7. B-lines: indicate interstitial fluid. As ultrasound waves alternate between air and fluid in the interstitial space, the following lines occur as a result of reverberation artifact. Note that true B-lines obliterate A-lines, and also extend the entire length of the view from top to bottom of the visualized depth. It is commonly expected to see B-lines in the setting of an effusion. (image: Lichtenstein, et al. PMID: 24401163)
    8. Lung Rockets: indicate interstitial fluid, defined by 3 or more B-lines between 2 ribs (image: Lichtenstein, et al. PMID: 24401163)
    9. Barcode or Stratosphere sign: lack of lung sliding using M-mode indicating a pneumothorax. (The presence of lung pleura sliding back and forth creating lung sliding has been found to have 100% negative predictive value for pneumothorax. (Lichtenstein et al., PMID: 7587439)
    10. Seashore sign: indicating lung sliding on M-mode. While described as a sea above a sandy shore, the important takeaway is that there are 2 distinct patterns created by the motion of lung pleura against the relatively more static chest wall.(image: Lichtenstein, et al. PMID: 24401163)
    11. Lung point: indicates a pneumothorax at the point where the lung transitions from sliding to no longer sliding. The air creating a pneumothorax prohibits the lung from fully expanding and reaching the chest wall, hence there exists a point at which lung sliding is visible. The size of the pneumothorax can be estimated by identifying the location on the chest wall where the lung point is initially visible.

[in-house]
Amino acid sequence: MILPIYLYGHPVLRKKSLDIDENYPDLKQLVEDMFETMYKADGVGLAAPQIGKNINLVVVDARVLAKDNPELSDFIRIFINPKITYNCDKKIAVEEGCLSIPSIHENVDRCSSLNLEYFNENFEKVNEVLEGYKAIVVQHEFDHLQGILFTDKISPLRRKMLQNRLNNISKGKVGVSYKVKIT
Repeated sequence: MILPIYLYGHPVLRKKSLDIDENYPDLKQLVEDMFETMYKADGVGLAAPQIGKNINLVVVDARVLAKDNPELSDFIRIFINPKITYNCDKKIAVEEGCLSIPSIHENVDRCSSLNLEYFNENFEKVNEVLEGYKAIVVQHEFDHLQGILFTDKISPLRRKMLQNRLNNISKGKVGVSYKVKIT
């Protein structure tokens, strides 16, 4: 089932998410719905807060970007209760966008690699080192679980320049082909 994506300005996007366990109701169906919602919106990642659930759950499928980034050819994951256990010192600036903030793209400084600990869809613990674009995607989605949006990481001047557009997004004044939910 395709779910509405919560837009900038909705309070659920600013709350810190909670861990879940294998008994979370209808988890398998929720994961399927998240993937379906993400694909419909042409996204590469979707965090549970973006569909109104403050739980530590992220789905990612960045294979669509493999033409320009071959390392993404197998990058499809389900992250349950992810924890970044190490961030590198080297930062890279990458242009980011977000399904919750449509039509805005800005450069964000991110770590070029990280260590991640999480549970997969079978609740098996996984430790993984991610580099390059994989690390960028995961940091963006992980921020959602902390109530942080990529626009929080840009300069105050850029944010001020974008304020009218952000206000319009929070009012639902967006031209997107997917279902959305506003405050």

Common Pitfalls

  • Mistaking artifact for pathology. This often happens with B-lines, where a single vertical hyperechoic line may be thought to represent interstitial fluid. Recall that true B-lines are thought only to occur if they are multiple in nature and extend the entire length of the view.
  • Lack of practice. The location of the lung presents many obstacles in the form of ribs. Lack of familiarity with expected artifacts such as A-lines can make it much more difficult to interpret accurately if one lacks practice.

Take Home Points

  • Lung ultrasound can be an incredibly useful adjunct to assess patients presenting with undifferentiated dyspnea, chest pain, hypoxia, or trauma.
  • Practice increases proficiency as lung ultrasound is rich in artifact, and reliable views can be physically difficult due to obstructing ribs.


  1. Carmody, Kristin, et al. Handbook of Critical Care and Emergency Ultrasound. McGraw-Hill Professional, 2011.
  2. Yilmaz HLÖzkaya AKSarı Gökay STolu Kendir ÖŞenol H. Am J Emerg Med.2017 Jul;35(7):964-969. doi: 10.1016/j.ajem.2017.01.065. Epub 2017 Feb 1.
  4. Lichtenstein, D.A. Lung ultrasound in the critically ill.  Intensive Care4, 1 (2014) doi:10.1186/2110-5820-4-1
  5. Lichtenstein D, Menu Y: A bedside ultrasound sign ruling out pneumothorax in the critically ill: lung sliding.Chest 1995, 108: 1345–1348. 10.1378/chest.108.5.1345

Advanced Reading: The BLUE protocol, developed for rapid assessment of patients with acute respiratory failure. (Lichtenstein, et al. PMID: 24401163)